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Her grandfather, Salvatore Anello had lifted her to sit on a railing, according to the family's attorney, the Indy Star reported. He had thought there was glass behind the railing, similar to what he had found at hockey rinks where he allowed her to bang on the glass. But there was no glass at the railing of the ship, and Chloe fell 11 stories to a concrete surface on the pier.
Originally The Associated Press had reported police in San Juan said Anello had held Chloe outside a window. Police then said that Anello sat the girl on a railing, the AP reported the day after she died.
"He was extremely hysterical," Kimberly Wiegand told the "Today" show in an interview that aired Monday morning. "The thing that he has reportedly told us is, 'I believed that there was glass.' He will cry over and over. At no point ever, ever has Sam ever put our kids in danger."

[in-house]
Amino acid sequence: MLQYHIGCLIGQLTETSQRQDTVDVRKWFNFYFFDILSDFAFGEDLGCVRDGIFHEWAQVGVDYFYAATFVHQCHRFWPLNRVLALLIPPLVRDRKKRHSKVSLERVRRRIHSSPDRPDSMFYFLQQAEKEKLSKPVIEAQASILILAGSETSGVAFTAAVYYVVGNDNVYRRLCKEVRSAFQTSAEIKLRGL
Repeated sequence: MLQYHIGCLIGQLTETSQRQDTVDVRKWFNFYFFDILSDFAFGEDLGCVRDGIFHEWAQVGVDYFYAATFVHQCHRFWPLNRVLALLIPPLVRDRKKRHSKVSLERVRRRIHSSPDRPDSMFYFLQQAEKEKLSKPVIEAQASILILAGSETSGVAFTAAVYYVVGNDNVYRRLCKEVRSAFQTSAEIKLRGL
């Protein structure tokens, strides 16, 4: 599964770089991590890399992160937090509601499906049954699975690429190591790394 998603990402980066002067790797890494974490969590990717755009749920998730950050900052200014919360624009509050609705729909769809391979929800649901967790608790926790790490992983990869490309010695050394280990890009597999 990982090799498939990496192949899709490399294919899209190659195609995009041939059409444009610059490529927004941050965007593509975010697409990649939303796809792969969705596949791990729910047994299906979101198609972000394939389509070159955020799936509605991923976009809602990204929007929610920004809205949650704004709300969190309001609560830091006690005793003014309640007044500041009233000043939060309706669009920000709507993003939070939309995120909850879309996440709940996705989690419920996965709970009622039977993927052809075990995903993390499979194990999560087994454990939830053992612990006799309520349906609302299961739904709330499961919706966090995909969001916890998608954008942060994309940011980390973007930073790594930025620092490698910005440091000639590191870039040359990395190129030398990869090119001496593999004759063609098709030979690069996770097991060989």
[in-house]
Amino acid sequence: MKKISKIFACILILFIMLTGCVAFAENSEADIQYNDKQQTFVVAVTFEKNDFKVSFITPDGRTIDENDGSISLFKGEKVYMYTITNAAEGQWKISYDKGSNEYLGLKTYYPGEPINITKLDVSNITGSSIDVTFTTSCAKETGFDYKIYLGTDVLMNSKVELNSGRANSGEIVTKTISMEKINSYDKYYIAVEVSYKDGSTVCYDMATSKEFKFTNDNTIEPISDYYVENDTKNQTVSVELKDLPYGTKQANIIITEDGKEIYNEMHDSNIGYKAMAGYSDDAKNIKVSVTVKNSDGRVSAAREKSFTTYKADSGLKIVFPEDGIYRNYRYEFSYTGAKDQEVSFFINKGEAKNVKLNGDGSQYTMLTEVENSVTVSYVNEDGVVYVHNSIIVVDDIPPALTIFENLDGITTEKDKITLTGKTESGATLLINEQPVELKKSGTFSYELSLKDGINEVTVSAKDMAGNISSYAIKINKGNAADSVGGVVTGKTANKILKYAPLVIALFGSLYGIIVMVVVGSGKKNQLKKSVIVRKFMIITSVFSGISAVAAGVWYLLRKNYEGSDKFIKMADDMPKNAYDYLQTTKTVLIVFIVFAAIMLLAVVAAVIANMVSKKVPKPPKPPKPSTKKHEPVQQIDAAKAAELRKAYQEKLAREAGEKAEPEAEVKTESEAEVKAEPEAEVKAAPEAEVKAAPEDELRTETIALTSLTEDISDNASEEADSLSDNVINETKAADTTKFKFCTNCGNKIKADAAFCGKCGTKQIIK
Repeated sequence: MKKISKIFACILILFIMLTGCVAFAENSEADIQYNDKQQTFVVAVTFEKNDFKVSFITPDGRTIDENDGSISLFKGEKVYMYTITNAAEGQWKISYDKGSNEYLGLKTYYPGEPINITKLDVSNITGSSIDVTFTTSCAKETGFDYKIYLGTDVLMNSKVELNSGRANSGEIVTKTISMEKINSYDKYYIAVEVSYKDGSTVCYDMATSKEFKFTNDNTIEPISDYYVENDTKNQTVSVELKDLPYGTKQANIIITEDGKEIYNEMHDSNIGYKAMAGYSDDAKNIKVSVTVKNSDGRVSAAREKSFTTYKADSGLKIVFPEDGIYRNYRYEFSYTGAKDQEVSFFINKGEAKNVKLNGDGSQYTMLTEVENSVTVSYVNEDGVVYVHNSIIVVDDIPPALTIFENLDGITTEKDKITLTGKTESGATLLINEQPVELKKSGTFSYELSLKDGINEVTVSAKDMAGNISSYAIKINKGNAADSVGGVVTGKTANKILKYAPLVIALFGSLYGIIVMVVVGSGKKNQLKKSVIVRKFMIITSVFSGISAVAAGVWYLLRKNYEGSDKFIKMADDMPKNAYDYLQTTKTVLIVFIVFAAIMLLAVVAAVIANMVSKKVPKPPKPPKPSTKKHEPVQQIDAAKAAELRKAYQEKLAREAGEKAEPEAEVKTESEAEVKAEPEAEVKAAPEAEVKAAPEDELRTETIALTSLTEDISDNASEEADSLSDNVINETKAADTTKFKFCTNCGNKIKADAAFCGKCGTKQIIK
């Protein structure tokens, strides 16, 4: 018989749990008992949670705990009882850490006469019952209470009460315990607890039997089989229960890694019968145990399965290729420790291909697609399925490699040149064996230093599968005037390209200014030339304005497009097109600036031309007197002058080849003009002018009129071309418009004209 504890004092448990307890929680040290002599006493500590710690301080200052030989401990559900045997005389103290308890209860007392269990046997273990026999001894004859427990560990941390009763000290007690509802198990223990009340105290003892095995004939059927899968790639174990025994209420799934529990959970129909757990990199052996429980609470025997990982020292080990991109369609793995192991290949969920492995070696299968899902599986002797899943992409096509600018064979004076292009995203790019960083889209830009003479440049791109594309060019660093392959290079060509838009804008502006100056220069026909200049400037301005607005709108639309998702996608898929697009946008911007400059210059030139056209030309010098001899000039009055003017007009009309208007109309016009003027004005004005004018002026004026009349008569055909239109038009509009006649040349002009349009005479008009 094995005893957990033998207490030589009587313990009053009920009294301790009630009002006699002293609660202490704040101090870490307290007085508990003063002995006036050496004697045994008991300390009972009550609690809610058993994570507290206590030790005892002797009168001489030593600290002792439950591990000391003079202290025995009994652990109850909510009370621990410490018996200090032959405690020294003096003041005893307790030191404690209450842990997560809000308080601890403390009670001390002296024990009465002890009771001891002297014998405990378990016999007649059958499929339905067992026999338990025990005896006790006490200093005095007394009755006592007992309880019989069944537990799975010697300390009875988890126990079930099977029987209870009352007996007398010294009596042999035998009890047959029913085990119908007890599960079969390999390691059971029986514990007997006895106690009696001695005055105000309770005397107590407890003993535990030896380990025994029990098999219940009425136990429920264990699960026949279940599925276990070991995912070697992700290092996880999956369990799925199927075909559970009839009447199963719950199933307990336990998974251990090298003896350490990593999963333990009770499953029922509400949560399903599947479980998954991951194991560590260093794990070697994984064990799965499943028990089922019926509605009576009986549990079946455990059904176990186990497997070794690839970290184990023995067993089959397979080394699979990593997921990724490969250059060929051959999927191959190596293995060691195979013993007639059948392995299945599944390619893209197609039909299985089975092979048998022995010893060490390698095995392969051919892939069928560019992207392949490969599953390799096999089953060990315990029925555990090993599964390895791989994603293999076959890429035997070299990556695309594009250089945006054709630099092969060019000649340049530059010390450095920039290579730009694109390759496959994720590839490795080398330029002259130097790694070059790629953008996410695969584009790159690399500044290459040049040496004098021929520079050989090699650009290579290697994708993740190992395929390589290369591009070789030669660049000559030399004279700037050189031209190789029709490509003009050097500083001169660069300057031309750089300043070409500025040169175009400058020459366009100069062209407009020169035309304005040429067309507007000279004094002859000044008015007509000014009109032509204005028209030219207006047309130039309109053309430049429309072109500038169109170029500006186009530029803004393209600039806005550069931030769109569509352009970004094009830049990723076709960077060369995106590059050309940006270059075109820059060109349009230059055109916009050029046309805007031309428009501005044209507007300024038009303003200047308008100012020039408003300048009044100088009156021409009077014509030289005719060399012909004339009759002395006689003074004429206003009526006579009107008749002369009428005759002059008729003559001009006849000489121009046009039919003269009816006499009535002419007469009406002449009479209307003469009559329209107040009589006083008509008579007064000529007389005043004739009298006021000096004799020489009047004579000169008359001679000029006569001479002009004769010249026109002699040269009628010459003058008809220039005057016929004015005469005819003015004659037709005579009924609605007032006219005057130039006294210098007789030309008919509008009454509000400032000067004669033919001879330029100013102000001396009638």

Kimberly Wiegand called Chloe her grandfather's best friend.
But the family has questions for the cruise line: Why wasn't there glass behind the railing?
And the family isn't satisfied with the answer.
"And their response to that was, 'We need ventilation.' Well, to that I would say, 'Get a fan. Come up with some other mechanism to make your guests comfortable, rather than creating a tremendous safety hazard that cost our child her life," Kimberly Wiegand said during the "Today" interview.
The family is taking Royal Caribbean to court.
"There's no doubt this was an accident," family attorney Mike Winkleman, said, according to the "Today" show. "Really the singular question is, were there safety measures that could have been in place and should have been in place? If they were in place, again there would have been no tragedy."
Royal Caribbean released a statement to the "Today" show saying:
"We are deeply saddened by this incident, and our hearts go out to the family. We have assisted the authorities in San Juan with their inquiries, and they are the appropriate people to address further questions."
The Puerto Rico Department of Justice categorized the investigation status as in advanced stages but would not elaborate further, the "Today" show reported.